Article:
The bacteria can then spread from the urethra to the bladder, where they then multiply and cause the infection. If this is left untreated, complications such as urosepsis can occur.

 

Risk factors

Some groups of people are more at risk of developing urosepsis, such as women and older adults. People with open wounds or devices such as catheters or breathing tubes may also be more at risk of getting infections and UTIs, which in turn increases the risk of urosepsis.

Other risk factors for urosepsis include:

  • diabetes
  • being over 65 years old
  • a compromised immune system from autoimmune disorders such as HIV or AIDS
  • immunosuppression from certain drugs, organ transplant, or chemotherapy
  • corticosteroid treatment
  • history of urinary conditions
  • catheter use

 

Complications

Not everyone treated for urosepsis will have complications, particularly if it is treated effectively and quickly.

Possible complications of urosepsis include:

  • collections of pus near the kidneys or prostate
  • organ failure
  • kidney damage
  • scar tissue in the urinary tract
  • septic shock

Treating urosepsis early and following the doctor's treatment plan are crucial steps to avoid complications.

 

Diagnosis

A doctor may be able to diagnose urosepsis after confirming that the patient has a UTI, which is done through a urine sample. If a UTI has been left untreated or the doctor believes the infection may have spread, blood tests may be ordered to help diagnose urosepsis.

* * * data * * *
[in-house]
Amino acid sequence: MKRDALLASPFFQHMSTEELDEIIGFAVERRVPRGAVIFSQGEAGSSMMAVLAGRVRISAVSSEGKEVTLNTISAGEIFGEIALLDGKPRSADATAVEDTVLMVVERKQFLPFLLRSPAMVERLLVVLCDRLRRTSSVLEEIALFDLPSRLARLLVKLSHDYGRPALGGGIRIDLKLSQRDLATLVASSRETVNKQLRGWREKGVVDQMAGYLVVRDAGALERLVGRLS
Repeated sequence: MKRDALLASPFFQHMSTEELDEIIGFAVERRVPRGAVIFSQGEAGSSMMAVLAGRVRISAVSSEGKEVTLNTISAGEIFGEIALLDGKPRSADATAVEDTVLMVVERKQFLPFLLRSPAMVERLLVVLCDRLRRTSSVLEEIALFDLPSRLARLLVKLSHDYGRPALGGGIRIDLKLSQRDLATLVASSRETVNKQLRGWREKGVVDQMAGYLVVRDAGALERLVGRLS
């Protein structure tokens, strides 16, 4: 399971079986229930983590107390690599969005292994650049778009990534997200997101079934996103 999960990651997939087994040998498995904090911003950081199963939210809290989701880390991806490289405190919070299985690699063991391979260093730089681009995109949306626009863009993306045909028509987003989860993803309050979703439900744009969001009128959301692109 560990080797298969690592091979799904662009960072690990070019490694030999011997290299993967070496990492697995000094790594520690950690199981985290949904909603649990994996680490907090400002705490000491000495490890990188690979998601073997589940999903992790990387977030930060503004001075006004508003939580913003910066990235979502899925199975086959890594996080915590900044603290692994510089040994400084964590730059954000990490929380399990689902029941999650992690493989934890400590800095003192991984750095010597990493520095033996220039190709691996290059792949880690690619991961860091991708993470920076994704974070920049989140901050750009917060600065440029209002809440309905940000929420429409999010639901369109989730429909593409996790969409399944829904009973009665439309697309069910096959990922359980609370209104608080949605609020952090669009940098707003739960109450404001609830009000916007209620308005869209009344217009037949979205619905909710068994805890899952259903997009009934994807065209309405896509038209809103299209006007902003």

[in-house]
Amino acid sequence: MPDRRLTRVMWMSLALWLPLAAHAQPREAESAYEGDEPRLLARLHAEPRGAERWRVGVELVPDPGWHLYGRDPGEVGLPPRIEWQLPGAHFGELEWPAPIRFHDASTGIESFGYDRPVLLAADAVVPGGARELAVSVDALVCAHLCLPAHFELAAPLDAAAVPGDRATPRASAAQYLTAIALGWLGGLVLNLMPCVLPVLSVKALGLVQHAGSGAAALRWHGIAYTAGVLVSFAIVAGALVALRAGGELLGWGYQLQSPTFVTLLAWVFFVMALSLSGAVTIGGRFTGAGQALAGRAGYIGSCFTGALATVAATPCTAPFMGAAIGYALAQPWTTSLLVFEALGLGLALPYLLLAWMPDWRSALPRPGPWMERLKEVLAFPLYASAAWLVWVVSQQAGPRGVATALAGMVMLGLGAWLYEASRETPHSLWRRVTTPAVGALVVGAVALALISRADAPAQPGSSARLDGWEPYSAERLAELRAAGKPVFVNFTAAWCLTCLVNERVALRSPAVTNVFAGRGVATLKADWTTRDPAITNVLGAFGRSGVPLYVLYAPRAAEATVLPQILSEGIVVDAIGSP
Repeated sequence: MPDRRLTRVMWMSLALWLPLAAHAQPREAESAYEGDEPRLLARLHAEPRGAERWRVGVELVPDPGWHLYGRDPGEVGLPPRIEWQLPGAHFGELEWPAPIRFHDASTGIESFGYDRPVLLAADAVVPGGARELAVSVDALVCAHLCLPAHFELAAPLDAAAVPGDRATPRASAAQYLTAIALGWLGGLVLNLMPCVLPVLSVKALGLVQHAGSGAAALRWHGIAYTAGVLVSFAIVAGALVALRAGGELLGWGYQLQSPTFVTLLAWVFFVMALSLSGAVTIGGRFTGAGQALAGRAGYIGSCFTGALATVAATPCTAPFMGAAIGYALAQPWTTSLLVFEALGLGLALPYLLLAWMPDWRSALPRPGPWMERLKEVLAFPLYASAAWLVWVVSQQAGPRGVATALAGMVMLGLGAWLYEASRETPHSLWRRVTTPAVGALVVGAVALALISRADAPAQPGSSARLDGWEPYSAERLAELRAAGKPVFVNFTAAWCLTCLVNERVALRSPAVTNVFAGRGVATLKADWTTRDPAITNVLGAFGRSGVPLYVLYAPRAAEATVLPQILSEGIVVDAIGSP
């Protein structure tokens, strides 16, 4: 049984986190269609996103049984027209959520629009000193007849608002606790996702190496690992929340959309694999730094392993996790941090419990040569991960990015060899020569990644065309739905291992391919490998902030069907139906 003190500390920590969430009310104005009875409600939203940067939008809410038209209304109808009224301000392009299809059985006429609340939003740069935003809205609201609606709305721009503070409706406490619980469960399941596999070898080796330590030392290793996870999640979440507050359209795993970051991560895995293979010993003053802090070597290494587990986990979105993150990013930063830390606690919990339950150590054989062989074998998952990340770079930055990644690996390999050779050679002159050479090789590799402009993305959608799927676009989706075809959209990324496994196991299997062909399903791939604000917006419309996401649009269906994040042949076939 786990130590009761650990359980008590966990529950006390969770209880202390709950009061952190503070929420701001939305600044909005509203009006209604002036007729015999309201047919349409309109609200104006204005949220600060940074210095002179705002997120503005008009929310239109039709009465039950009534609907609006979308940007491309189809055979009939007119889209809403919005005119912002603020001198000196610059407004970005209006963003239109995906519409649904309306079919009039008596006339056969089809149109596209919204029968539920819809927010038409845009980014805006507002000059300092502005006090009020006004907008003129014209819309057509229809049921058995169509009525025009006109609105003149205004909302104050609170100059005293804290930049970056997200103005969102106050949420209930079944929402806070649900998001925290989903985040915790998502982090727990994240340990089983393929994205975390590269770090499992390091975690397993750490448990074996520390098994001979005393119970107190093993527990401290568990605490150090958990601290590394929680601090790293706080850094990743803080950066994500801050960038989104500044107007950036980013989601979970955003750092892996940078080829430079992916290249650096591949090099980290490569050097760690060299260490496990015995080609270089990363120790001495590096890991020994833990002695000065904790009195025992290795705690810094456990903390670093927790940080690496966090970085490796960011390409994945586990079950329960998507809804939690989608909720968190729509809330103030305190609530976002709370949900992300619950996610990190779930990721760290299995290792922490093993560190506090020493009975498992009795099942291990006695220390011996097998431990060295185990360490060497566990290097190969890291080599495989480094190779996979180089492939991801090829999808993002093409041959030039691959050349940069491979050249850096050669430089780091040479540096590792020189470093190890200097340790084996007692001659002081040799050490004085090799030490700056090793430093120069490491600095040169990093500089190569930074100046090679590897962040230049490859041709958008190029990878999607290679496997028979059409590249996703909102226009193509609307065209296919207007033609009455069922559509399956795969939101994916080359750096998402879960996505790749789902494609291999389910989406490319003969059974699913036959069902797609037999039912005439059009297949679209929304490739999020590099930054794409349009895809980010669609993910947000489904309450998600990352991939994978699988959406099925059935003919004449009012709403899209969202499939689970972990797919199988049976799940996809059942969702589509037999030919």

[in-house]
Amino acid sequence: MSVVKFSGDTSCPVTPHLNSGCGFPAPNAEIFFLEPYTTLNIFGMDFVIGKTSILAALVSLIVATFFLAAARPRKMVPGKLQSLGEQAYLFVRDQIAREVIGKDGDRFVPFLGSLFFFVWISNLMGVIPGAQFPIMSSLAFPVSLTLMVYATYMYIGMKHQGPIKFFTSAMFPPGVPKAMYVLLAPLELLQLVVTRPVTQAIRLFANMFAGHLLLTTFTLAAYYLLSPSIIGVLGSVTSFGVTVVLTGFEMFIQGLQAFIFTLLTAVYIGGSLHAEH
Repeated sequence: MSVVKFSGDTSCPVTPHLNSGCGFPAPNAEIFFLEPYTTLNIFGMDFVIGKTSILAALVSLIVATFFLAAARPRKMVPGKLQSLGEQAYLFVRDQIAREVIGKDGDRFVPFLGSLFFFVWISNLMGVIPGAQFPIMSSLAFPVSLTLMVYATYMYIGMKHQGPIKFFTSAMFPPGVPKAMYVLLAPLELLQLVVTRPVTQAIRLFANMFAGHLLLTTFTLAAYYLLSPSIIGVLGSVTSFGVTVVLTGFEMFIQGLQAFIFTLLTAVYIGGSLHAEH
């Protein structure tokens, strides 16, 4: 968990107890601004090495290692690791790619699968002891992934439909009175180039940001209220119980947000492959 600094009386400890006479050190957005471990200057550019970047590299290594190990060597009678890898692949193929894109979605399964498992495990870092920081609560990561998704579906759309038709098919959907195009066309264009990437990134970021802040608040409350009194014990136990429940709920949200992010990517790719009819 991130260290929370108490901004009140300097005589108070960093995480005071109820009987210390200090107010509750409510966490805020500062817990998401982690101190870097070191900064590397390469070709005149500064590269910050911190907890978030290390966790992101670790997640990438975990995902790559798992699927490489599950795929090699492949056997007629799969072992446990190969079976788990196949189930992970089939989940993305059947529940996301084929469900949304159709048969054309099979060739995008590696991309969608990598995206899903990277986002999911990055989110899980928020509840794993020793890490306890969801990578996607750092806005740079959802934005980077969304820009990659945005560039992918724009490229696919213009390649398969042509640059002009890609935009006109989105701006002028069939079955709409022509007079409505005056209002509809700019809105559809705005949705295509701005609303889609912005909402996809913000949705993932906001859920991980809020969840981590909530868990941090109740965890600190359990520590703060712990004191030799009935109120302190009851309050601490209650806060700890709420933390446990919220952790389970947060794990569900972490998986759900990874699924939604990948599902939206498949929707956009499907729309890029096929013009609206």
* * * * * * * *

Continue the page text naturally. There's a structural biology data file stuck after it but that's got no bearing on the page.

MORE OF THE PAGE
The doctor may also look for another source of infection that could be causing the sepsis – they may use a chest X-ray to examine the lungs, or a blood culture to identify bacteria in the bloodstream. The skin may also be examined for rashes or ulcerations. Other imaging tests may be completed, such as a CT scan or ultrasound.

 

Treatment

If they are caught in a timely manner, UTIs are easily treated with antibiotics and drinking plenty of fluids.

Urosepsis treatment, however, is not as simple as it may not respond to antibiotics alone. Antibiotics will likely be used to start the treatment in order to treat the initial UTI.

The patient will then be monitored closely to see how they respond to the antibiotics. If the patient has severe sepsis or septic shock, they may require oxygen.

Some people will need surgery to remove the source of an untreated infection entirely.

Vasopressors may be prescribed – these constrict the blood vessels and increase blood pressure in order to prevent the organs from shutting down due to septic shock.

Emergency hospitalisation in the intensive care unit may be required if urosepsis is not treated promptly. If it progresses and develops into septic shock, they will need emergency medical care.